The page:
I argued six years ago that using insurance for routine care is wasteful. I now realize that attempts at universal coverage and the bureaucracy that comes with it — ICD-10, meaningful use — will never be repealed. This bureaucracy will become the taxi monopolies of health care — increasingly ignored by both doctors and patients and increasingly irrelevant. The successful enterprises in health care will connect doctors and patients and then get out of the way. Like Uber and Lyft they will help patients find the service they want at a price they’re happy to pay, and they will facilitate not regulate the delivery of excellent care.


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Modernizing Medicare: An important first step

Modernizing Medicare: An important first step | Healthcare and Technology news | Scoop.it

The Medicare program is at a crucial juncture: it is responsible for 25 percent of all federal outstanding debt this century, and the total continues to grow. Every day, 10,000 newly eligible seniors enter a Medicare health insurance program whose budget needs are already escalating out of control. This path is simply unsustainable. 

Just as troubling is the fact that all those Medicare dollars are not delivering the top-quality health care that senior citizens deserve.  A quick look at how Medicare pays for care makes plain why this is so.  Under its antiquated “fee-for-service” approach, Medicare pays for services delivered, rather than for outcomes achieved.  We know that prevention and care coordination are essential, for instance, but the current payment system does little to encourage or reward this.  Since Medicare is the largest payer of medical bills in the United States, the poor incentives embedded in its fee-for-service approach set a subpar standard for care throughout the American health care system.

It’s past time for Medicare to be modernized. A sensible first step toward this objective is with post-acute care bundling – payment based on the treatment of an entire illness or injury, not each individual service provided. 

Over the next 10 years, Medicare is projected to spend nearly $1 trillion on medical treatment for seniors who have been discharged from a hospital. But what are we currently getting for all that money?  A study by the Alliance for Home Health Quality and Innovation showed that primary chronic conditions do not explain variation in Medicare payments across setting or clinical conditions. Many seniors are returning to the hospital while millions of others are receiving treatment that is not coordinated, is not of sufficient quality, and is not being delivered in the most clinically-appropriate and cost-effective settings. The fee-for-service approach costs Medicare money and seniors’ their health.

Research suggests that one way to approach reform would be to replace fee-for-service with condition-specific bundled payments modeled on the DRG system that hospitals have been using with great success for three decades. This would allow patients and their families to choose their own providers and networks to coordinate patient care for a period of time, such as 60 or 90 days following discharge from the hospital at a rate determined based on the patient’s clinical condition. If a patient returns to the hospital during that period, or if the cost of her care exceeded the amount of the bundle, the coordinator would bear the loss. If the patient’s needs were met effectively such that she didn’t need to be re-hospitalized and her costs were less than the bundle amount, the resulting savings would be split among the coordinators, physicians, discharging hospital, and the participating post-acute care providers.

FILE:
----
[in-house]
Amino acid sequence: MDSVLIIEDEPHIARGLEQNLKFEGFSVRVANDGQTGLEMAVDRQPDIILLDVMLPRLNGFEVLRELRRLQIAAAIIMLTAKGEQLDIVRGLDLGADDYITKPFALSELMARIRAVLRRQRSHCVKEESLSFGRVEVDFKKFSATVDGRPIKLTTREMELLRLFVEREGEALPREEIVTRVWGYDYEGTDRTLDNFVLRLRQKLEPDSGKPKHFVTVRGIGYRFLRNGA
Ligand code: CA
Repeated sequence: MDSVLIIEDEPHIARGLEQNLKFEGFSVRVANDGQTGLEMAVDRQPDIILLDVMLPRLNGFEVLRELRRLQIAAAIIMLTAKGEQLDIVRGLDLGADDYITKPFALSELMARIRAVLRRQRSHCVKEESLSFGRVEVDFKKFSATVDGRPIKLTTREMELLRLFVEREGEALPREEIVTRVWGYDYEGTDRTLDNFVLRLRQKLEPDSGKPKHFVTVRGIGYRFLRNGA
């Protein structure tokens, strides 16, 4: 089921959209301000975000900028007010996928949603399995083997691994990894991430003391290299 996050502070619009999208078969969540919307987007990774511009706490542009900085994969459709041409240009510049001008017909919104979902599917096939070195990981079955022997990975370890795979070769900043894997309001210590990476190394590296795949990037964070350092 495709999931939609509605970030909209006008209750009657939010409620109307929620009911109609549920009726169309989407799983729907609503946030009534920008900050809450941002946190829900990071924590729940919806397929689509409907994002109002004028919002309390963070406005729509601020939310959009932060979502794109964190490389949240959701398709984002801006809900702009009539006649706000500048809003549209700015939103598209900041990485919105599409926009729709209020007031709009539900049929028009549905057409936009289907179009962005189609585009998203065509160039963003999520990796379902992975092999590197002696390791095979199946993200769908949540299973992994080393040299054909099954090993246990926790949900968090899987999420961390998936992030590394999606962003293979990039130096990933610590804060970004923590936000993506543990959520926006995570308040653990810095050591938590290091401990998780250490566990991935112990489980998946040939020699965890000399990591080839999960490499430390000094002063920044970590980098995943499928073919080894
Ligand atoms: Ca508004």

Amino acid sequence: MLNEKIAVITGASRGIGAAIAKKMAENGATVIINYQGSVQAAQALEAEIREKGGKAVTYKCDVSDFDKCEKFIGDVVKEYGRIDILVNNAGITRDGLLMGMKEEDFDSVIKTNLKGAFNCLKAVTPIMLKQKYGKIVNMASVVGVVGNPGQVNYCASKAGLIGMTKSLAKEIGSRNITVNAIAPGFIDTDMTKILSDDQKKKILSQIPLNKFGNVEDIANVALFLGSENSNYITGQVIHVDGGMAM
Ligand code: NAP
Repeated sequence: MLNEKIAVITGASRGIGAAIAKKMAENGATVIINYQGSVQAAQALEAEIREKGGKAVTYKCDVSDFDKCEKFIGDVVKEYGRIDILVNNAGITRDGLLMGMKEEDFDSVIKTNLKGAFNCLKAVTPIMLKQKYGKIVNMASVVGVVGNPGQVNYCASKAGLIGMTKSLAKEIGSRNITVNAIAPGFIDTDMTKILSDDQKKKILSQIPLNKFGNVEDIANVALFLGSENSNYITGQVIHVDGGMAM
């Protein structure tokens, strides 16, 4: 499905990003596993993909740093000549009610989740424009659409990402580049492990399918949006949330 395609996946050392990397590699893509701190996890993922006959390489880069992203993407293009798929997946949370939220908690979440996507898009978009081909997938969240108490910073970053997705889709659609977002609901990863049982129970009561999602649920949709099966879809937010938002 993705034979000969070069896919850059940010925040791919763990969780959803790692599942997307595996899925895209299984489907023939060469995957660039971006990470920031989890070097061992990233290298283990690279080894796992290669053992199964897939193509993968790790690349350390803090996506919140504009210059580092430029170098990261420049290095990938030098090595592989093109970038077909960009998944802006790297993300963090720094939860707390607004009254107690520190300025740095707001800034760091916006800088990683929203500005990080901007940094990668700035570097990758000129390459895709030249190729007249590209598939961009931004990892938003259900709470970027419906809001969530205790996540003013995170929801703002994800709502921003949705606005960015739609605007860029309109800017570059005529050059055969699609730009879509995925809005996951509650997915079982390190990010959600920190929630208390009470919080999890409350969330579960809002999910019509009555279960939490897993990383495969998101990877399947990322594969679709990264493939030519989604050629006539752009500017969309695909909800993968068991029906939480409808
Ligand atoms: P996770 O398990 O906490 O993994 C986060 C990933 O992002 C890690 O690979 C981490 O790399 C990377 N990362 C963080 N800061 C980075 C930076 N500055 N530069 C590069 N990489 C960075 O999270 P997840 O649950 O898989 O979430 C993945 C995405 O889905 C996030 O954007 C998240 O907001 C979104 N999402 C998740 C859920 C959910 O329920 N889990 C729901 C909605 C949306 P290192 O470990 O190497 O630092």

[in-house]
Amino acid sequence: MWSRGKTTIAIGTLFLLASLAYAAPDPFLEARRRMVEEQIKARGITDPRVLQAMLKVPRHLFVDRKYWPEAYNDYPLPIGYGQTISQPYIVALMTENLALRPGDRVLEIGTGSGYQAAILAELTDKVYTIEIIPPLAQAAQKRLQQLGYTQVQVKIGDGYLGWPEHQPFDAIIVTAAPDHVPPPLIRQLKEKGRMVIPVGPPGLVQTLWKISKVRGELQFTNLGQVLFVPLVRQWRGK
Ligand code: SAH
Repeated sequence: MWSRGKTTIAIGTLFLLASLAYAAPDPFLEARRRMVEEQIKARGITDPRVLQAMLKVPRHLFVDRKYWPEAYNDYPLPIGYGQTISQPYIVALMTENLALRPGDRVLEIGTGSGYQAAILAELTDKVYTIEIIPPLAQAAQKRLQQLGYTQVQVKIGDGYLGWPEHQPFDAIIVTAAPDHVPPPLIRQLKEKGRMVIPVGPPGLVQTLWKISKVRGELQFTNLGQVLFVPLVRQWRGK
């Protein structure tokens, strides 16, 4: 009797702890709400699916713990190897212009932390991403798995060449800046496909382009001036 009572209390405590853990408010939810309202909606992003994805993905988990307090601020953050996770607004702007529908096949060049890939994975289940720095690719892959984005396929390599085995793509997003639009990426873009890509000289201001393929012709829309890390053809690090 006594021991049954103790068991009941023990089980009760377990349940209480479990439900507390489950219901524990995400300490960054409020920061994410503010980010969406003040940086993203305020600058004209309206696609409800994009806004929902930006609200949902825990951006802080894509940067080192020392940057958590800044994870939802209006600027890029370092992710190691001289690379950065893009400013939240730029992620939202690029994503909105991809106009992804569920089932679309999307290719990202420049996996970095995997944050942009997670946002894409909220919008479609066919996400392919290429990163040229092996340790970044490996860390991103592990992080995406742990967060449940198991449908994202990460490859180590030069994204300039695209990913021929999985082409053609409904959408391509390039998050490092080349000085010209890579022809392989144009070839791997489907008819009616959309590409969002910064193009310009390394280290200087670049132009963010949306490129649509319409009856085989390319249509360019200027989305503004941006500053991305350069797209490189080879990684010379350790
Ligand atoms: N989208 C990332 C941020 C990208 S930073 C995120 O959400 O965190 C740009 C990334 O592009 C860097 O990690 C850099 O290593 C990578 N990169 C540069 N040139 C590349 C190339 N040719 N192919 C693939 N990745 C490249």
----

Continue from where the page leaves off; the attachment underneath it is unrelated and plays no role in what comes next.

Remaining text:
This type of approach was effective in the past was the Department of Veterans Affairs’ Home Based Primary Care demonstration program, which used teams of health care providers to provide coordinated care for participating veterans with chronic and disabling conditions who needed more continuous care. This program was able to reduce days spent in hospitals by 62 percent, and overall care costs for this uniquely expensive population dropped by 24 percent.

Applying this type of program to Medicare would modernize it by rewarding participants for the delivery of high-quality, coordinated care in the most clinically appropriate, cost-effective manner possible. Different approaches to this reform have previously been proposed by Reps. David McKinley (R-W.Va.) and Tom Price (R-Ga.) and by Rep. Diane Black (R-Tenn.). Post-acute care bundling would simultaneously keep costs low while preventing risky hospital readmissions for seniors.

Taxpayers and the Medicare Trust Fund would likewise benefit.  This type of proposal could limit overall spending on post-acute care to a percentage of what those same services would cost in a fee-for-service setting without the need to make cuts to provider reimbursement. 

Modernizing Medicare is no longer an option – it’s an imperative.  Bundling post-acute care services is an important first step.